Golf’s inclusion in the Rio Olympics this August is still raising questions, says Kevin Markham.
The re-introduction of golf is widely seen as a blessing for the sport but not everyone agrees on its inclusion or its format. Here are the three key issues:
Is the Olympics good for golf?
Four billion people watched some part of the London Olympics. What an enormous audience for golf to reach, influence and inspire. As the biggest sporting spectacle on earth, the Olympics is an unprecedented opportunity for golf to grow on a global scale and golfing bodies are falling over themselves with joy.
The new R&A chief executive, Martin Slumbers, told the BBC that golf will be strengthened by its inclusion in Rio.
“I’m always amazed every four years when the Olympics comes along at what sports I watch. So there will be a lot of people out there who will say ‘right, let’s watch the golf,’ and that exposure to hundreds of millions or billions of people watching the Olympics could be fantastic.”
John Roche, the Director of Golf and Business Development at the Confederation of Golf in Ireland (CGI) also sees major advantages. “We’re delighted golf is included and it’s excellent for the development of the sport.”
Paul McGinley, who will lead the Irish golf team, concurs. “It’s huge for golf. We are very privileged to be back in the Olympics. It is the biggest sporting event in the world and to have a seat at the top table in sport is a big deal for golf.”
Graeme McDowell is also an advocate.
“I think the Olympic Games is the pinnacle of sport. It’s the ultimate achievement for a sportsman and athlete. Nothing will internationalise the game more than golf being part of the Olympics, and bringing the game to underdeveloped parts of the world, bringing golfers to this great sport that we all love.”
For all the positive sentiments there has been one prominent dissenting voice. In May 2015, Adam Scott described the Olympics as an “exhibition” event. “Whether I win an Olympic medal or not is not going to define my career or change whether I’ve fulfilled my career,” the Australian star said.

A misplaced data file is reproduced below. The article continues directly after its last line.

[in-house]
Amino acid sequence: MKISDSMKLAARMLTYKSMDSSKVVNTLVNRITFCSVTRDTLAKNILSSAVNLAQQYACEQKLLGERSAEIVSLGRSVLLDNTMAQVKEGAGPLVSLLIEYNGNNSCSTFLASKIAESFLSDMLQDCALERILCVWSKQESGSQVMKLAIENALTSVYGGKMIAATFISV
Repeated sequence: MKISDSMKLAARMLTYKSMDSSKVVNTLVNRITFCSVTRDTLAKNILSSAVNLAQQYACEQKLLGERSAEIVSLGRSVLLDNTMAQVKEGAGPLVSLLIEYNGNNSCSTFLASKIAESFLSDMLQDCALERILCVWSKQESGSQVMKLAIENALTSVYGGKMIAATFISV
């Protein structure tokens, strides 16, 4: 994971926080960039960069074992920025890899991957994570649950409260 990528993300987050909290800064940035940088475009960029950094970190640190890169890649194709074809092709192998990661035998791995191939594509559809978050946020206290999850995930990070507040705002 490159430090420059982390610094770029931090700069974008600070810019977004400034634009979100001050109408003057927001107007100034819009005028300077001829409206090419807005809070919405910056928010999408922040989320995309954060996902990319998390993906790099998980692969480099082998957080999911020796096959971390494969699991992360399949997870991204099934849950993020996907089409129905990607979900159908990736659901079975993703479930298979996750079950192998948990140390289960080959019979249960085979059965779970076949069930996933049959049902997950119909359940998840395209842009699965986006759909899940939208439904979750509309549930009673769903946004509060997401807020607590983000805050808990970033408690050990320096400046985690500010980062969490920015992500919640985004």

“It’s nothing I’ve ever aspired to do and I don’t think I ever will. It’s all about the four majors and I think that’s the way it should stay for golf.”
In response to Scott, McGinley said the Olympics offers the best opportunity to stop the decline in the sport’s grassroots participation. This has become the general fall-back position across golf’s various bodies. If there are others in the upper echelons of golf who feel as Scott does, they are keeping a low profile.
But let’s look at this another way.
Of the billions who tuned in to the 2012 Olympics, how many people watched the water polo… who weren’t already water polo enthusiasts? How many viewers did it inspire to take up the sport? Perhaps a simpler, more direct comparison is to consider what Tiger Woods did for golf in the 1990s and 2000s. Television viewing sky-rocketed when he played and plummeted when he didn’t: In 2014, when he didn’t play at the Masters, television ratings dropped to their lowest levels since 1957. Figures for African-American kids taking up golf show little to no improvement as a result of the ‘Tiger effect’, his multi-million dollar sponsorship deals and high profile. In other words, success and exposure do not equate to an uptake at the grassroots level, and certainly not for a sport that is considered costly to take up… unlike water polo.
Whether Rio inspires people to take up the game may not be known for as long as a generation but, if it fails to draw in the TV viewers, it could be dropped from the Olympics in a matter of years.
The most fundamental question is whether golf should even be in the Olympics, when a gold medal is not the absolute pinnacle of a golfer’s career?
That is the key argument being put forward by those against golf’s inclusion. It is a valid point. Graeme McDowell has said that the Olympic Games is the pinnacle of sport… but is it the pinnacle of golf? The Claret Jug or a gold medal? And let’s not forget that the qualification system means that many of the top 50 golfers in the world won’t actually be able to compete in Rio, unlike, say, the Open Championship. This serves to reduce the value of the six medals no matter how many advocates continue to point out that a gold medal is awarded only once every four years.
Is golf good for the Olympics?
Golf and Rugby Sevens are the two new sports being introduced in 2016. They’re in at the expense of baseball and softball.
It was the lack of participation by baseball’s major stars which was one of the early nails in the sport’s Olympics coffin. The International Olympics Committee (IOC) has ensured that won’t happen with golf by specifying that competitors must be professionals.